I think John and Dorothy were genius when they devised a night set aside to extol the transformation of nature’s most common fruit into an elixir that gives millions so much enjoyment and pleasure, and from reading their column over the years where they share others’ experiences on this night; I gather that I am not alone in this appreciation. Of course, as a wine drinker, I am of the belief that each bottle that I open, and every glass that I pour and share with my wife, family or friends is cause for celebration. Pardon me as I wax philosophic, but I am always moved by the experience of drinking wine and each month when I walk out of the BRIX wine store in Boston’s South End with my hand-picked case of wine (there are no better folks at helping those of us who are wine-challenged than the “BRIX Chix” and their stalwart associates?) I do my best to fight back the tears. Seriously, whether it’s a stray glass that I drink as an accompaniment to my cooking the nightly family meal or the bottle that we open to drink with that meal, in my mind, the wine and the drinking of it is, well, the straw that stirs the drink.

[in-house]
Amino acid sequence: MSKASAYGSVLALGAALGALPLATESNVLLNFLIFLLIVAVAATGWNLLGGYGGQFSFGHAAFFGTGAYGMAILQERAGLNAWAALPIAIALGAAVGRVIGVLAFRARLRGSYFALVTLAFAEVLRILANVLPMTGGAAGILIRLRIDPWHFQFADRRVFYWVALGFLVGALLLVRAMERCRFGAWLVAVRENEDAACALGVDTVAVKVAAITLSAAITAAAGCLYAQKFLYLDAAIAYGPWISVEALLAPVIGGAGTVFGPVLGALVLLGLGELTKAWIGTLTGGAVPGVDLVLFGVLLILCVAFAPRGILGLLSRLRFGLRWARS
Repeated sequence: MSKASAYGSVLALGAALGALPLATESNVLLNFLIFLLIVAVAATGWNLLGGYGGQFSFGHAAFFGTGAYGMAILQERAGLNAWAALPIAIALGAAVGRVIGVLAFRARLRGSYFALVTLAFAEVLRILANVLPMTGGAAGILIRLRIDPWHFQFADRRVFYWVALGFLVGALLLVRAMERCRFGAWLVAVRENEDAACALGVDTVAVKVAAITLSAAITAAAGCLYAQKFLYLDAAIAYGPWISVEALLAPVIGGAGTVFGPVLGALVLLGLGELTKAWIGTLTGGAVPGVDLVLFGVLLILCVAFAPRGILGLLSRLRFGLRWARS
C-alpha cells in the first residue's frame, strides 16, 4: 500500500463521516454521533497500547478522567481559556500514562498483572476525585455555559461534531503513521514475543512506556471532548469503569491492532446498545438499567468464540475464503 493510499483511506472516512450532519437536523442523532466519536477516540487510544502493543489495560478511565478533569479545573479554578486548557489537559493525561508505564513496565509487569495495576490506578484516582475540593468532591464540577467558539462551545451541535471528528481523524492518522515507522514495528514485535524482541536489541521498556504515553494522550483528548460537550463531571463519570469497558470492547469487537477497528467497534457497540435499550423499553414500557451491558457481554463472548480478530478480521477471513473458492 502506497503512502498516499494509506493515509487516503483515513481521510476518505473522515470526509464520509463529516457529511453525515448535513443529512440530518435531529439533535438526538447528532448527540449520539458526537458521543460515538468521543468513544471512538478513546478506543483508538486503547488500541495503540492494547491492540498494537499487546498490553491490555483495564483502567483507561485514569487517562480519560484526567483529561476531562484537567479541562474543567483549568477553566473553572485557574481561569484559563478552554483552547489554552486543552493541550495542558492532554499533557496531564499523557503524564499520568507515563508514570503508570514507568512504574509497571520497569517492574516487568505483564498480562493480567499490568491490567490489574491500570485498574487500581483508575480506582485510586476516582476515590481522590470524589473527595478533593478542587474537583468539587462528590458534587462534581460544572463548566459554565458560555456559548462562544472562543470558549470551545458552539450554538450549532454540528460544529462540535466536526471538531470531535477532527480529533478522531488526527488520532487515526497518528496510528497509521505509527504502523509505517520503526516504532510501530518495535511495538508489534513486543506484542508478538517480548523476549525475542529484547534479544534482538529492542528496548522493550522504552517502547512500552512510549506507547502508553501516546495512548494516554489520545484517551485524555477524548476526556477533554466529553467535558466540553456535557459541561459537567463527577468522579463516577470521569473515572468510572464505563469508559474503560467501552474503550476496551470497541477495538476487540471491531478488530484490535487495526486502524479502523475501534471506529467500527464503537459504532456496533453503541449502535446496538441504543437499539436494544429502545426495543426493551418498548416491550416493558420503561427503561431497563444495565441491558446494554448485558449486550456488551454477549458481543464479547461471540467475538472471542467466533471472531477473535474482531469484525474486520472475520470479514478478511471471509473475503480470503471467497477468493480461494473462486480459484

Of course, there are some nights that are more special than others and in my case; I have a monthly “OTBN” that I cherish. When my mother-in-law moved to Boston from her native Shanghai she was a babe in the woods when it came to understanding and accepting American culture, which included the inclusion of wine with family meals. Despite being a novice in this area, she embraced this custom and looked forward to each meal where I would always let her do the honors when it came to tasting the wine before I also poured it for myself and my wife. She quickly accepted this tradition and when she moved out of our home into her own retirement digs she also became a regular wine consumer. So now, when our family goes to her home for our traditional Friday-night dinner, she is the one doing the pouring from her own wine cache.